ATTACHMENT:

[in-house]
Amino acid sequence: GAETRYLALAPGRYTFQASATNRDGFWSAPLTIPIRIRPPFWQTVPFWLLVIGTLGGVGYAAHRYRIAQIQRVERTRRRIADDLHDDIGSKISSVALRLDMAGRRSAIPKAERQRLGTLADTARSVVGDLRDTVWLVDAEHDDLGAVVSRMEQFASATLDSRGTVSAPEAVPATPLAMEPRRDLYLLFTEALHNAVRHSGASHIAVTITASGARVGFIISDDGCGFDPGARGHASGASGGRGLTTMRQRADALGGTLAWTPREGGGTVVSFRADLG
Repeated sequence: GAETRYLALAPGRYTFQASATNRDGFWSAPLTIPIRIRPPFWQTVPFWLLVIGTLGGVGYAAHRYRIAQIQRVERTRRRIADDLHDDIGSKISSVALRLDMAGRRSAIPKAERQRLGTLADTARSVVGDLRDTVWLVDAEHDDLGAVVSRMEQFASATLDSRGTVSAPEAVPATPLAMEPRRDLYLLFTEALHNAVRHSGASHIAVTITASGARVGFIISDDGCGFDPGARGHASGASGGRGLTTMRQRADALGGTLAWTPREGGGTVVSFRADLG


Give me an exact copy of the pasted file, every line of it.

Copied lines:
[in-house]
Amino acid sequence: GAETRYLALAPGRYTFQASATNRDGFWSAPLTIPIRIRPPFWQTVPFWLLVIGTLGGVGYAAHRYRIAQIQRVERTRRRIADDLHDDIGSKISSVALRLDMAGRRSAIPKAERQRLGTLADTARSVVGDLRDTVWLVDAEHDDLGAVVSRMEQFASATLDSRGTVSAPEAVPATPLAMEPRRDLYLLFTEALHNAVRHSGASHIAVTITASGARVGFIISDDGCGFDPGARGHASGASGGRGLTTMRQRADALGGTLAWTPREGGGTVVSFRADLG
Repeated sequence: GAETRYLALAPGRYTFQASATNRDGFWSAPLTIPIRIRPPFWQTVPFWLLVIGTLGGVGYAAHRYRIAQIQRVERTRRRIADDLHDDIGSKISSVALRLDMAGRRSAIPKAERQRLGTLADTARSVVGDLRDTVWLVDAEHDDLGAVVSRMEQFASATLDSRGTVSAPEAVPATPLAMEPRRDLYLLFTEALHNAVRHSGASHIAVTITASGARVGFIISDDGCGFDPGARGHASGASGGRGLTTMRQRADALGGTLAWTPREGGGTVVSFRADLG